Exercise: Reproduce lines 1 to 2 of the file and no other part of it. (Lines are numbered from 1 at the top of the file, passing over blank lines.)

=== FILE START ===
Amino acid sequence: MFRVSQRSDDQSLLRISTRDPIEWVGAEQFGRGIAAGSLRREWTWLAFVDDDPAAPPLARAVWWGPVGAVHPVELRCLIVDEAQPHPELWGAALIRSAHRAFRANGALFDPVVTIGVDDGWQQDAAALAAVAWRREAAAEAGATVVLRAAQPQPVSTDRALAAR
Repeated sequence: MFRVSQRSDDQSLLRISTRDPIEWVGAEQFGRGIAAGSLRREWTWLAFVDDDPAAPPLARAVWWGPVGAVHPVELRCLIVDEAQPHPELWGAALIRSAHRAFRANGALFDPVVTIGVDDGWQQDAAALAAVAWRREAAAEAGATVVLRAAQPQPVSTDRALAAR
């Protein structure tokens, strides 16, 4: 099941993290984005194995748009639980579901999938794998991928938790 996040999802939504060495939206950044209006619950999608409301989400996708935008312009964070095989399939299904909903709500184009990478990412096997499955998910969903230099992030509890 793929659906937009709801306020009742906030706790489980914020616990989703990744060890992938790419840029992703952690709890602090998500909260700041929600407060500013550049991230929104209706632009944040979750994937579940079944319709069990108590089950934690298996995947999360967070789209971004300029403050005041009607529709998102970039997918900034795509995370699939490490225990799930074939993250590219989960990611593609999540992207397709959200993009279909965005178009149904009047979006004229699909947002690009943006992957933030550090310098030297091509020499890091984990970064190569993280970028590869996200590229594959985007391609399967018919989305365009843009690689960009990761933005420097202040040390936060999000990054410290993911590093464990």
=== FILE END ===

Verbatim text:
Amino acid sequence: MFRVSQRSDDQSLLRISTRDPIEWVGAEQFGRGIAAGSLRREWTWLAFVDDDPAAPPLARAVWWGPVGAVHPVELRCLIVDEAQPHPELWGAALIRSAHRAFRANGALFDPVVTIGVDDGWQQDAAALAAVAWRREAAAEAGATVVLRAAQPQPVSTDRALAAR
Repeated sequence: MFRVSQRSDDQSLLRISTRDPIEWVGAEQFGRGIAAGSLRREWTWLAFVDDDPAAPPLARAVWWGPVGAVHPVELRCLIVDEAQPHPELWGAALIRSAHRAFRANGALFDPVVTIGVDDGWQQDAAALAAVAWRREAAAEAGATVVLRAAQPQPVSTDRALAAR